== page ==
In 1763, Angelo published L'Ecole des Armes Avec l'explication génèrale des principales attitudes et positions concernant l'Escrime illustrated with forty-seven copper-plates by famous English artists Gwynn and Ryland, Hall, Chamber and Grignion. Angelo himself, as he noted in his letter, posed as one of the combatants in the plates and his friend and patron Henry Herbert, the 10th Earl of Pembroke (1734-1794), often posed as his opponent. The special presentation copy of the original drawings was later acquired by Lord Farnham. In 1961, it was sold at Sotheby's to Paul Mellon, and is now in the Yale Center for British Art. The Royal Library at Windsor has a proof set of Angelo's plates commissioned in 1765 for inclusion in Diderot's encyclopedia. Hand-coloured, mounted and bound in red morocco with a cusped yellow leather border, the plates are prefaced by a manuscript dedication by Angelo to the Prince of Wales.

Angelo opened his school in Soho. He and his descendants became a fixture in the training of generations of wealthy English youth in fencing and horsemanship. Fencing was as much "a school of deportment" as of self-defense. "I have seen old Angelo at Oxford bring his foil to the salute, and bowing profoundly to some undergraduate wild from the woods, pronounce with magisterial emphasis, "This, sir, is an academy of politeness as well as of arms!"." Commented one contemporary. Angelo's establishment became one of the fashionable gathering places of the aristocratic British gentlemen. As well as teaching and practice, it offered exhibitions by top international fencers such as Le Brun, Saint-Georges, d'Eon, Léger, and Fabien. In 1770, the salle d'armes was at Carlisle House, overlooking Soho-square; then was moved to Opera House-buildings in Haymarket, next to Old Bond-street.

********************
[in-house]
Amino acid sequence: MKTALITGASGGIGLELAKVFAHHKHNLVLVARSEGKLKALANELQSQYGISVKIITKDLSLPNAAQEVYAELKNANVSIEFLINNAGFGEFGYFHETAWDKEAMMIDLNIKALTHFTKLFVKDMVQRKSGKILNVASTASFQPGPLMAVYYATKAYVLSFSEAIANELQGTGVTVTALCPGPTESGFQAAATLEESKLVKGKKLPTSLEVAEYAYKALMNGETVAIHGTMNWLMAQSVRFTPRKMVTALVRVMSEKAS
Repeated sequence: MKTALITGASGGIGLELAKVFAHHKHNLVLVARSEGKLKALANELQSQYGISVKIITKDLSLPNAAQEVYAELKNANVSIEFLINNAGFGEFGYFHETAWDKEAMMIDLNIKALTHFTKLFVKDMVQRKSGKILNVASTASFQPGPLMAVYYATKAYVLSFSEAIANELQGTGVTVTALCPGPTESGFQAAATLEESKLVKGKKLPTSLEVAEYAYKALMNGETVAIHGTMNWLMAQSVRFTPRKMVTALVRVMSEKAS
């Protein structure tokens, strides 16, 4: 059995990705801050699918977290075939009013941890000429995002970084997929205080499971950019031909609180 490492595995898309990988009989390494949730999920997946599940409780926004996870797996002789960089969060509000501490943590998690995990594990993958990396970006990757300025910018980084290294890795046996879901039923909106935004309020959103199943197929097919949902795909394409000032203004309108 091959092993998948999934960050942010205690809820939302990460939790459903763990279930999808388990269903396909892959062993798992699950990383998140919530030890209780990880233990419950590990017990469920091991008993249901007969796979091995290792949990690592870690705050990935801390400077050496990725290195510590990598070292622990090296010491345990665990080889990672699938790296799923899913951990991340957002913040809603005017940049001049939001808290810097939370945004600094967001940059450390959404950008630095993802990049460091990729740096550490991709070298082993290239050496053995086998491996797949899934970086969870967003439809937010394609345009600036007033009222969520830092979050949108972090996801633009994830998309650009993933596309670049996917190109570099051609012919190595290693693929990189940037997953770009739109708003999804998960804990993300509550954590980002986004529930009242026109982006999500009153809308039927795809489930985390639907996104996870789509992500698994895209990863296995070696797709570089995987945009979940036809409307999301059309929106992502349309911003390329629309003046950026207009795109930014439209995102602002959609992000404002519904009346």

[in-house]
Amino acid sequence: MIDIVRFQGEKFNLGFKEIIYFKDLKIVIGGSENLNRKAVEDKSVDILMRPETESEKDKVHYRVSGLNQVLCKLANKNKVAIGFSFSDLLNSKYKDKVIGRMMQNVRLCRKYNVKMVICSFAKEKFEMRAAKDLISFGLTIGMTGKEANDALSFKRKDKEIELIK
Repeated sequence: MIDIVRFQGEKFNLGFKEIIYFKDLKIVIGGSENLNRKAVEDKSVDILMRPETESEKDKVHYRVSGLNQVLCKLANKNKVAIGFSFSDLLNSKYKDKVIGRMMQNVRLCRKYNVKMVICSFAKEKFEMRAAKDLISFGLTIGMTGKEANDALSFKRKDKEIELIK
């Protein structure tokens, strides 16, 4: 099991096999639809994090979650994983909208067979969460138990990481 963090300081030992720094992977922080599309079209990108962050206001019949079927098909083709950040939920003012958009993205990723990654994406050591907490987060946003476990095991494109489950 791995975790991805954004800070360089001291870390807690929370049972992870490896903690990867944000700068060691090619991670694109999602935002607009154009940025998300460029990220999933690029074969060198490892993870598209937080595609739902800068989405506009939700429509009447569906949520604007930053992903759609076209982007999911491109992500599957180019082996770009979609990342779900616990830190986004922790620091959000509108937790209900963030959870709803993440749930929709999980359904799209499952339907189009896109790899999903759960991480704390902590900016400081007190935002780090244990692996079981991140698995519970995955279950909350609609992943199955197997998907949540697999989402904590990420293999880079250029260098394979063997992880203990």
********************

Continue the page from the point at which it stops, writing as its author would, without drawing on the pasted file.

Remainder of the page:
Henry Angelo

Henry Angelo
by Mather Brown
oil on canvas, circa 1790
On display at the National Portrait Gallery

After training his son Henry Angelo the elder (1760-1839), Angelo sent him to Paris for his final polish at the hands of Motet at the Académie d'Armes de Paris. Henry became head of his father's fencing academy around 1785. Henry helped to establish his friend the boxer Gentleman Jackson in his famous boxing club next door to the Fencing Academy on Bond Street. He turned the running of the business over to his son his son Henry in 1817. Henry the elder authored Reminiscences (1830) and Angelo's Pic-nic (1834).

The Prince of Wales and Fencing